There were lots more people and projects at the conference not mentioned here including tonnes of workshops. If you’re interested in any of the above, the CAS conference will be back in 2018. Despite the challenging problems faced by Computer Science at GCSE level, it was reassuring and inspiring to meet some members of the vibrant, diverse and friendly community pushing the boundaries of computing in schools across the United Kingdom. Thanks again to everyone at CAS for putting on another great event, I will definitely consider attending next year and maybe you should too.

January 20, 2015

What is effective teaching? The willing definition via Grant Campbell

teaching large classes

Teaching Large Classes: Discussion. Creative Commons BY-NC-SA image via Giulia Forsythe on Flickr @giuliaforsythe

(This post is part of a series about the New Academics Program (NAP), I’ll be using this blog to scribble notes about the NAP as I work my way through it.)

Ask ten different people what effective teaching is and you’ll get ten different answers. Here’s a handy definition (let’s call it the willing definition for now) from Grant Campbell, currently Professor of Chemical Engineering at the University of Huddersfield. The original source may possibly be from elsewhere. [1]

 “Effective teaching is inclining people to learn willingly what they would otherwise be disinclined to learn.”

So according to this definition, good teachers make you learn things you wouldn’t normally be interested in, or as campbell puts it Teaching easy interesting stuff is easy. Teaching difficult dull stuff is more of a challenge.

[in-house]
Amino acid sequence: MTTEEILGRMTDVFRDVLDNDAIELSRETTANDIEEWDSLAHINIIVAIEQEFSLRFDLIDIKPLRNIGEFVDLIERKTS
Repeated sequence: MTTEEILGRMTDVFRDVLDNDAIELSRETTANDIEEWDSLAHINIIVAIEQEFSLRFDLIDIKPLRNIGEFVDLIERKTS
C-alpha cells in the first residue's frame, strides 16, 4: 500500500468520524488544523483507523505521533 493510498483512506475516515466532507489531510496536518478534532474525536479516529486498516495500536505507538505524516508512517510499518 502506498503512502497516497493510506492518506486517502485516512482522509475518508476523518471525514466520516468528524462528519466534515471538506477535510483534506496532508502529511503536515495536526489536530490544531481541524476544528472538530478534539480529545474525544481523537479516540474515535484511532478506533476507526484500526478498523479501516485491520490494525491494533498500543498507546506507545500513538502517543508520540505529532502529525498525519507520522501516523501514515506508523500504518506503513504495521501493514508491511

Is this definition useful?

This is an unusual definition, but is teaching easy interesting stuff always easy to do? Probably not. It’s also not always obvious to teachers (or students) how hard or easy things are going to be to learn. Appearances can be deceptive.

Imagine trying to teach somebody something they didn’t want to know or poorly understood. Like the Physicist Akram Khan @ProfAkramKhan, who has been trying to teach the novelist Will Self about Particle Physics, that’s hard (especially with a deliberately difficult student like Self) but the results are entertaining. Most students in higher education are considerably more willing than Self, and more motivated to work their way through the inevitable dull hard stuff that comes with every subject, so IMHO, effective teaching is about both the dull and the exciting.


  1. Diane Salter (2013) Cases on Quality Teaching Practices in Higher Education ISBN-13: 978-1466636613